Mother of drowned teenager ‘appalled’ at local mental health services
‘We were left to our own devices and no matter how much we tried to support her, we are now experiencing the greatest dread of all.’
The mother of Elisha Gault (14) has criticised local child and adolescent mental health services.
The mother of a teenage Tipperary girl whose body was was found in the River Suir last month has criticised local child and adolescent mental health services.
Elisha Gault (14) was last seen alive at Dillon Bridge in Carrick-on-Suir Co Tipperary on the night of St Patrick’s Day last. Her body was found in the river by search and rescue helicopter crew members taking part in a multi-agency search which had been underway for over a week after she was reported missing by her family.
Gráinne Gault has said on her Facebook page it was “appalling that Elisha was dismissed from Clonmel Community Child and Adolescent Psychiatry Services after one appointment and having made a serious attempt to end her life.”
Last summer, she said, Elisha had “locked herself in a bathroom airing cupboard after taking paracetamol and drinking bleach on the back of a cyber bullying incident.”
She and her parents attended an emergency appointment with the psychiatric services on June 1st last year and “were then sent home to try and cope without direction other than to remove medication from the home and told a follow-up appointment would be made.” It took place two weeks later, when “they determined Elisha was not in need of their services.”
The family “tried desperately to cope with the aftermath. Over the course of the last nine months we saw really huge changes in Elisha’s behaviour and attitude for the better.” However “a series of events led to Elisha leaving home on St Patrick’s night, never to be seen again alive.”
Ms Gault said “I am a mother who has lived in fear of the unknown for so long. I have had to watch pain and suffering and even when we presented with a a teen who had made a serious suicide attempt were told she didn’t fit the profile.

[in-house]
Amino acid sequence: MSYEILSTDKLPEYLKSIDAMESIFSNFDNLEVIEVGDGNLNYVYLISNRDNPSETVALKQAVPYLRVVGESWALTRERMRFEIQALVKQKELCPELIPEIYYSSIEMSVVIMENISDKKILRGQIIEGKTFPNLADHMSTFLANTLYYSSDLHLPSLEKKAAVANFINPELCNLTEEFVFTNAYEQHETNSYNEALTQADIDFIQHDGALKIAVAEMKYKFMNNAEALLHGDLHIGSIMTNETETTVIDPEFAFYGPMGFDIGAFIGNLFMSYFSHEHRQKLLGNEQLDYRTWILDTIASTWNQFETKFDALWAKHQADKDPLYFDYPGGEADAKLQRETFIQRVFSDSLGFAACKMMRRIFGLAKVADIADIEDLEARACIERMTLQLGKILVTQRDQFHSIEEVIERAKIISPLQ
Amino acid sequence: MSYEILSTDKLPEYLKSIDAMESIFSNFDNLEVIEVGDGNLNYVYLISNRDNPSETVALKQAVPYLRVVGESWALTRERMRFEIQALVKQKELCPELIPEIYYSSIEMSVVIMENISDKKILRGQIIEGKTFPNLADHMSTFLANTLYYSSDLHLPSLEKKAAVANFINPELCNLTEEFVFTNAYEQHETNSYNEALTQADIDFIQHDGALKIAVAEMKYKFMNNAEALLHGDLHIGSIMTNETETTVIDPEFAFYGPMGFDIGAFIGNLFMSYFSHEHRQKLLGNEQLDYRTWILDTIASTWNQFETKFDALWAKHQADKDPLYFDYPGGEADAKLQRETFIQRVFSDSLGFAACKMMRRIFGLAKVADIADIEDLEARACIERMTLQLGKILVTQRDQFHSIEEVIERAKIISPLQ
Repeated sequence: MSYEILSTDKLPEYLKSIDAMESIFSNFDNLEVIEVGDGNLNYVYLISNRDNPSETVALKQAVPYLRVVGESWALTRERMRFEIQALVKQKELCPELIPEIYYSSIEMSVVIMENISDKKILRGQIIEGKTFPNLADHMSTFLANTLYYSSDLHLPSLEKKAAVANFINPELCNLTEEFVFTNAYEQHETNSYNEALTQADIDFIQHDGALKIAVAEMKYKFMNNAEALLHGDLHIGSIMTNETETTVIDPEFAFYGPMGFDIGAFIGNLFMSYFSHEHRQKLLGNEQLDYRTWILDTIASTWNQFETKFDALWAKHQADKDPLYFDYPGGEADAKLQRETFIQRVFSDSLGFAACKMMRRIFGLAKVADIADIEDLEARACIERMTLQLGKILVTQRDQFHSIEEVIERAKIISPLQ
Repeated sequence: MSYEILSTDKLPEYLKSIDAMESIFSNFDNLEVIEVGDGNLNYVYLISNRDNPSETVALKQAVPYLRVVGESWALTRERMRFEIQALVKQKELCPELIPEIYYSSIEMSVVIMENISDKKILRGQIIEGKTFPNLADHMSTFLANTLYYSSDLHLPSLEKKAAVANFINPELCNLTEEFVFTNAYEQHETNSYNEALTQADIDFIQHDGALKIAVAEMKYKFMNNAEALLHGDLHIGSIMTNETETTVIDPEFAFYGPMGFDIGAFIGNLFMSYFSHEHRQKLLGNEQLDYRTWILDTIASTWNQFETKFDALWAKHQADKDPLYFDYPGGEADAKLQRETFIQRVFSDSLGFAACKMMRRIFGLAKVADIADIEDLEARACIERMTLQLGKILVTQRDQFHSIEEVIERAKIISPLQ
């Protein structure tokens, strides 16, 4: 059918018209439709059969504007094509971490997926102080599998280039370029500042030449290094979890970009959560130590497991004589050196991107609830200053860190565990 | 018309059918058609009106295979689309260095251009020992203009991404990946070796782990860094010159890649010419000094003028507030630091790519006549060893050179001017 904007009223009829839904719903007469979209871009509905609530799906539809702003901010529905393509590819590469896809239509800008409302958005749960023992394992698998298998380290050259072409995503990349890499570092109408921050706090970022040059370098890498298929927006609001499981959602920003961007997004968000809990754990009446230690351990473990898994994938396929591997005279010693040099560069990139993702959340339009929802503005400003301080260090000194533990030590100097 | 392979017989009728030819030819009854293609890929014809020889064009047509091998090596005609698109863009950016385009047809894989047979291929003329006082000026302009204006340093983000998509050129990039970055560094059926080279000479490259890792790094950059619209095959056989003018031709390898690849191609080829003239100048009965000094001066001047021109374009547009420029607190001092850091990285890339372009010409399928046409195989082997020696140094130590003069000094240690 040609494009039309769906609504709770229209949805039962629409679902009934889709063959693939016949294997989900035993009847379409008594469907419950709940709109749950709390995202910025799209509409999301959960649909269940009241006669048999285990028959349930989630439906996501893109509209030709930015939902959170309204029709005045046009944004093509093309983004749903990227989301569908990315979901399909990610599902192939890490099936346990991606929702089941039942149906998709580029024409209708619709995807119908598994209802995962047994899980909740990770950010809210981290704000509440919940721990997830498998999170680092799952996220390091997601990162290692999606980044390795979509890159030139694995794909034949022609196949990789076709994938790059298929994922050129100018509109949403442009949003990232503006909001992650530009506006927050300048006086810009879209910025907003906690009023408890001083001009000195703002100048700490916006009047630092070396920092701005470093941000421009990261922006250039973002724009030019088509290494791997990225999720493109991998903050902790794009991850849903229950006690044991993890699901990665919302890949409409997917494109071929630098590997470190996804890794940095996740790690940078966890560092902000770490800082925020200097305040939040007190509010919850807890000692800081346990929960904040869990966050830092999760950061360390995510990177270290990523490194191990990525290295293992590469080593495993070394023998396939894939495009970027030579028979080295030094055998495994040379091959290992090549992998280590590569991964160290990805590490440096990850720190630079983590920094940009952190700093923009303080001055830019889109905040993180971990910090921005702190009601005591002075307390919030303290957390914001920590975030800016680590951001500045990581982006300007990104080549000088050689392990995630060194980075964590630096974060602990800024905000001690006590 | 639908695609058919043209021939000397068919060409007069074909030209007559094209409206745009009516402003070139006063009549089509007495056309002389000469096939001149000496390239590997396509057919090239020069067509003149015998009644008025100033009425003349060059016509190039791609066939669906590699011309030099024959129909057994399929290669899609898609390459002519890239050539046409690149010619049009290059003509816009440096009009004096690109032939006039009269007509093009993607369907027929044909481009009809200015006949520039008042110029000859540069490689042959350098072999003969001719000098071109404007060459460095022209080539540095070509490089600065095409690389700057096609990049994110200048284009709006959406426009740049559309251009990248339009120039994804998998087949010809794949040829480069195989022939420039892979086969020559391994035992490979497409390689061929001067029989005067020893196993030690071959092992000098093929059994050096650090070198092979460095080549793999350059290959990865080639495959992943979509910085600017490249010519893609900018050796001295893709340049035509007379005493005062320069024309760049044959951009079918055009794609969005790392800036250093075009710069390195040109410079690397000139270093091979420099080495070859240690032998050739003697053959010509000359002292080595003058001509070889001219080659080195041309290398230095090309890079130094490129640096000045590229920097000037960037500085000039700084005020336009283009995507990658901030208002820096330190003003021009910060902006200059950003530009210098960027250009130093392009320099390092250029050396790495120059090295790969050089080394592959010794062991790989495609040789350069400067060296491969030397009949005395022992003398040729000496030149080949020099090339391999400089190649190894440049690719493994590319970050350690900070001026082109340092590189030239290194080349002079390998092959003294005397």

“We were left to our own devices and no matter how much love and care we had for our daughter and how much we tried to support her, we are now experiencing the greatest dread of all.”
On May 12th Ms Gault is to take part in the annual dawn Pieta House ‘Darkness into Light’ walk, at venues across Ireland, to highlight suicide prevention. She would be “walking in memory of Elisha”, she said.
She was “taking to the streets” Ms Gault said, to highlight “the failings within the mental health system and I will be highlighting how bullying can affect another human being.”
Bullying was “not just about strangers attacking you, it can be those closest to you.” Now more than ever, “teenagers and younger kids especially are under immense pressure to fit in.”Apps that started out to be “portals for sociability are becoming the opposite for some,” she said.
It was now “easier to attack and bully someone when you are not face to face and can’t see the damage you are causing another human being.” Words “can be very damaging, those that cut the deepest are ones said by those closest to us. How we treat each other has got to change. We need to take more responsibility with how we express our emotions to each other.”
What was said and done “in quick response to an emotionally heightened situation can have detrimental effects and unfortunately in some cases a deadly outcome,” she said.
If you are affected by any of the issues raised, you can contact: Pieta House at 1800-247247, or Samaritans by telephoning 116123 for free, texting 087-2609090 or emailing firstname.lastname@example.org